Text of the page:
Although not commonly thought about, except when something breaks, the infrastructure provided by the OSRF for the developer and user communities is an integral part of all our other projects. It provides the build farm used to compile and prepare the binary packages, the computing power for continuous integration (both the manual kind and the
Rpr automatic kind), and the management of many of the websites that help the community to collaborate.
Until the end of last year, this infrastructure was managed and payed for almost exclusively by the Open Source Robotics Corporation, funded by its engineering consulting activities. That all changed when OSRC was acquired by Intrinsic, leaving the OSRF behind. In the few months since then the OSRF has been working with former OSRC engineers to transition the infrastructure management into a core OSRF activity, as well as hiring two dedicated engineers to work on buildfarm maintenance activities. Although those engineers are amazing, it’s a cut from the amount of on-staff engineering time OSRC had dedicated to infrastructure-related activities. The OSRF has been relying on volunteers (primarily former OSRC engineers now at Intrinsic, for which we are very grateful to Intrinsic for providing their time) to fill in the gaps in staffing and keep the infrastructure ticking over.
Obviously this is not a satisfactory long-term situation, and for that reason the OSRF would like to have more community involvement in maintaining and improving the infrastructure we all depend on. As part of achieving this, the OSRF is starting a new Project Committee for Infrastructure.
The PC for Infrastructure’s initial responsibilities will primarily be:
- management of the OSRF Infrastructure;
- management of committer access rights to infrastructure-related repositories;
- setting and managing project policies (requirements for pull requests, etc.);
- identifying how to improve the infrastructure and managing the implementation of those improvements; and
- Helping respond to incidents, in conjunction with OSRF staff.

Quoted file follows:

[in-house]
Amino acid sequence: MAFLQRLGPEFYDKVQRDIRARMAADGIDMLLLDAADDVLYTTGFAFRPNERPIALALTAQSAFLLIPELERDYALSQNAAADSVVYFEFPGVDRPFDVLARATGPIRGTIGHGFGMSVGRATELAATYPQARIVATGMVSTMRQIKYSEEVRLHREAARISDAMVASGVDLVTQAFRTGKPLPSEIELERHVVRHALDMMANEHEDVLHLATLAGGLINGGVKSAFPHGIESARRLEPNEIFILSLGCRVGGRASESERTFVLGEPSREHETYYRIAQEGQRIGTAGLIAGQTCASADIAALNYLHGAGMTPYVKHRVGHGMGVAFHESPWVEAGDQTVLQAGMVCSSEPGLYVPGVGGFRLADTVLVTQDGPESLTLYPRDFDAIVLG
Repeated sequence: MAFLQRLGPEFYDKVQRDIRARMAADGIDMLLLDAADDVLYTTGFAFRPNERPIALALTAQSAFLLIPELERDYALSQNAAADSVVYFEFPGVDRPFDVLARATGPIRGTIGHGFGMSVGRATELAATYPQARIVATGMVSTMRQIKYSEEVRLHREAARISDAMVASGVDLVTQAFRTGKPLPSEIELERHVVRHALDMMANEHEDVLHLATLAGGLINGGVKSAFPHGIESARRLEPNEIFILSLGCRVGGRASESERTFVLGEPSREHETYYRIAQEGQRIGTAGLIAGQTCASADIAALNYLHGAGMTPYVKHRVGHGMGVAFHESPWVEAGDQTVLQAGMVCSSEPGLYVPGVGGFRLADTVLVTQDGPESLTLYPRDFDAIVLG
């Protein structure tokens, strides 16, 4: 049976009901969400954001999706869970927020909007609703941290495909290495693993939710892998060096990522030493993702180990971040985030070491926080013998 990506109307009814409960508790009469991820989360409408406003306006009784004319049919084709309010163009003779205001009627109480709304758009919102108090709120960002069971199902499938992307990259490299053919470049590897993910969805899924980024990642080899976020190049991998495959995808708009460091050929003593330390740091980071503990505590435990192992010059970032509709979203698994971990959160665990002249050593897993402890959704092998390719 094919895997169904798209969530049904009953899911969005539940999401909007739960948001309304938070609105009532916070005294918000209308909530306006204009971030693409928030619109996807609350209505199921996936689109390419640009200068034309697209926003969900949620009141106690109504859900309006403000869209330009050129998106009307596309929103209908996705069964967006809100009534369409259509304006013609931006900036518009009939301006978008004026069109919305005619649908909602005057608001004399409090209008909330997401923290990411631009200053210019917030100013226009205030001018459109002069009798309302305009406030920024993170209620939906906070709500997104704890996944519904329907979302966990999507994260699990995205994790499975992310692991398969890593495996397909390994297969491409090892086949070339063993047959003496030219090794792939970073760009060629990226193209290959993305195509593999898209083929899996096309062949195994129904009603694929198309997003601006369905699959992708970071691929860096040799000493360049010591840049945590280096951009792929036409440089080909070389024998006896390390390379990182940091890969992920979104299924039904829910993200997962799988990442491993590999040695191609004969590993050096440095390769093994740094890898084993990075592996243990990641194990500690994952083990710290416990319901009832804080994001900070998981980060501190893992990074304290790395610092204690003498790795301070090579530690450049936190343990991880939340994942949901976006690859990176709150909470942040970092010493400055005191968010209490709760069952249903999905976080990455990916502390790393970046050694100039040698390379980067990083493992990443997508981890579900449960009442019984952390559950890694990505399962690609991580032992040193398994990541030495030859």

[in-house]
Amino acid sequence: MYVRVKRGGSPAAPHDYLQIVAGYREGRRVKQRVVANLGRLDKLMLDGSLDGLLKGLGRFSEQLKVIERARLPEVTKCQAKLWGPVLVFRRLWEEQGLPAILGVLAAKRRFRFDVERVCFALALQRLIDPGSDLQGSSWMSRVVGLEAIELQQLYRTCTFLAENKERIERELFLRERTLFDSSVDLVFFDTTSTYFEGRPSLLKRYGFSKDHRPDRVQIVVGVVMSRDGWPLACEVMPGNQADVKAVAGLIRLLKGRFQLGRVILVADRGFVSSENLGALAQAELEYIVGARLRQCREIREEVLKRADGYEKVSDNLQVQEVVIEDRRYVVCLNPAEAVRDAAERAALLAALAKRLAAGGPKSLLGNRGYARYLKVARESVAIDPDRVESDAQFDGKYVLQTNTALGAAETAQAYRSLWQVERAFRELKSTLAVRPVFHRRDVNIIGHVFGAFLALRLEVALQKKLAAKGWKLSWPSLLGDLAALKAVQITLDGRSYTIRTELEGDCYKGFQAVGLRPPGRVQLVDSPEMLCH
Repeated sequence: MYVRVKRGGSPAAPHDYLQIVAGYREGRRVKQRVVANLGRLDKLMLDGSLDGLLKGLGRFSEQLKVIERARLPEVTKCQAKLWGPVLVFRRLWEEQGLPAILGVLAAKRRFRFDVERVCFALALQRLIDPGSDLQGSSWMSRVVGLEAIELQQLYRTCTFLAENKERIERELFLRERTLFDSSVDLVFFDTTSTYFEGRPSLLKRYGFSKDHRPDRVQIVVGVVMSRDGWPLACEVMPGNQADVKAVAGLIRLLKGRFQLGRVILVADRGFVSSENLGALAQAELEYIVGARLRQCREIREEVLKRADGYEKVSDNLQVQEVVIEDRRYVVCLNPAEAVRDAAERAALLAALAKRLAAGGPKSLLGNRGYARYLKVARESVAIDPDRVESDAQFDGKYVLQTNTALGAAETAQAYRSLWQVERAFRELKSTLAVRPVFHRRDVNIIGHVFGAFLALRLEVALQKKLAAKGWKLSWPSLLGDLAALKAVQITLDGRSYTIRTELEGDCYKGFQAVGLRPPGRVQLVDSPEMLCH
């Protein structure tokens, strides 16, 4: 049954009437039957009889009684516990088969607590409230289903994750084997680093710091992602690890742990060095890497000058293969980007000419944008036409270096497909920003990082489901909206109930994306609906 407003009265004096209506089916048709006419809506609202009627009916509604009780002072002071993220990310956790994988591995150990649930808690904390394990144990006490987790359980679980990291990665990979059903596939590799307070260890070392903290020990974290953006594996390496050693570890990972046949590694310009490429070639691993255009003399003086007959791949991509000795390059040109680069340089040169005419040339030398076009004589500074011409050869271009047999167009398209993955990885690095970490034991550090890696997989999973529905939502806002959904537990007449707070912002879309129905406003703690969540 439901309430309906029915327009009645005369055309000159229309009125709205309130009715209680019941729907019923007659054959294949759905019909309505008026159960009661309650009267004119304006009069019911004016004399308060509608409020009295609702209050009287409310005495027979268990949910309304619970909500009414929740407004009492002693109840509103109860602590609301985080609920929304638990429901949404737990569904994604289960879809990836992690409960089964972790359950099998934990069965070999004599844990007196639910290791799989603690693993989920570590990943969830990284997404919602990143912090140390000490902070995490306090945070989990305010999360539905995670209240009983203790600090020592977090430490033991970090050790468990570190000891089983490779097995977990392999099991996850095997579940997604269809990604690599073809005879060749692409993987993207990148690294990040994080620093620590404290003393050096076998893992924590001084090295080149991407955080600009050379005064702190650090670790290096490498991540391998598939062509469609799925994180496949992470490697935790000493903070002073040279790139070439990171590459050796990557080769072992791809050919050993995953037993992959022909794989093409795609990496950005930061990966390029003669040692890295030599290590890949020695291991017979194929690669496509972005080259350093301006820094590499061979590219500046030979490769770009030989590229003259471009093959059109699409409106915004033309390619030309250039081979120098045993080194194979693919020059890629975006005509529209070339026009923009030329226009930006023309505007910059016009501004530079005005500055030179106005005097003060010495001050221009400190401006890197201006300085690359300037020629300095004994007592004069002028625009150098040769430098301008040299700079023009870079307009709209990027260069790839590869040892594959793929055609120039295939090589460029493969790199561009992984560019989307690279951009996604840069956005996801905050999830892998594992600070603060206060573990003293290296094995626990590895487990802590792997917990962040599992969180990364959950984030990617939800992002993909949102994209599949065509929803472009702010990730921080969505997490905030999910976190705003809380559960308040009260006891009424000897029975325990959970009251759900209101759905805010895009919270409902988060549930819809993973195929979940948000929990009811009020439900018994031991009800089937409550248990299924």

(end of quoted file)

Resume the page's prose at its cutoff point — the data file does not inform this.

The PC will be comprised of:
- OSRF CTO or their designated representative, for oversight;
- committee chair, appointed by OSRF;
- project committers; and
- representatives of other OSRF projects.
The Chair is responsible for running the project, organising the Project Committee meetings, and making regular activity reports (including to the wider ROS community). Project committers are those people who have earned the right to merge changes into the code used by the infrastructure and make changes to the infrastructure itself. They contribute to discussion on design and implementation decisions, and in general help to maintain and develop the infrastructure day-to-day. Project Committers are the decision-makers of the project. New Project Committers are appointed by the Chair at the recommendation of existing Project Committers. Project Committers are required to demonstrate continued participation in the project.
The PC for Infrastructure will be chaired by Steven! Ragnarök, formerly at OSRC, where he lead the Infrastructure team, and now at Intrinsic. The following additional people have agreed to be on the PC.
- Jose Rivero, project committer
- Scott Logan, project committer
- Cristobal Arroyo, project committer
- Jorge Perez, project committer
- Clara Berendsen, project committer
- Chris Lalancette, ROS representative
- Addisu Taddese, Gazebo representative
- Michael X Grey, Open-RMF representative
We look forward to the PC for Infrastructure getting to work making the lives of ROS, Gazebo and Open-RMF users and developers easier.
If you are interested in helping out with the OSRF Infrastructure, please get in touch with myself or with Steven!. In addition to technical contributions, we will also have additional ways for the community to help out with the infrastructure in the near future.
CTO, Open Source Robotics Foundation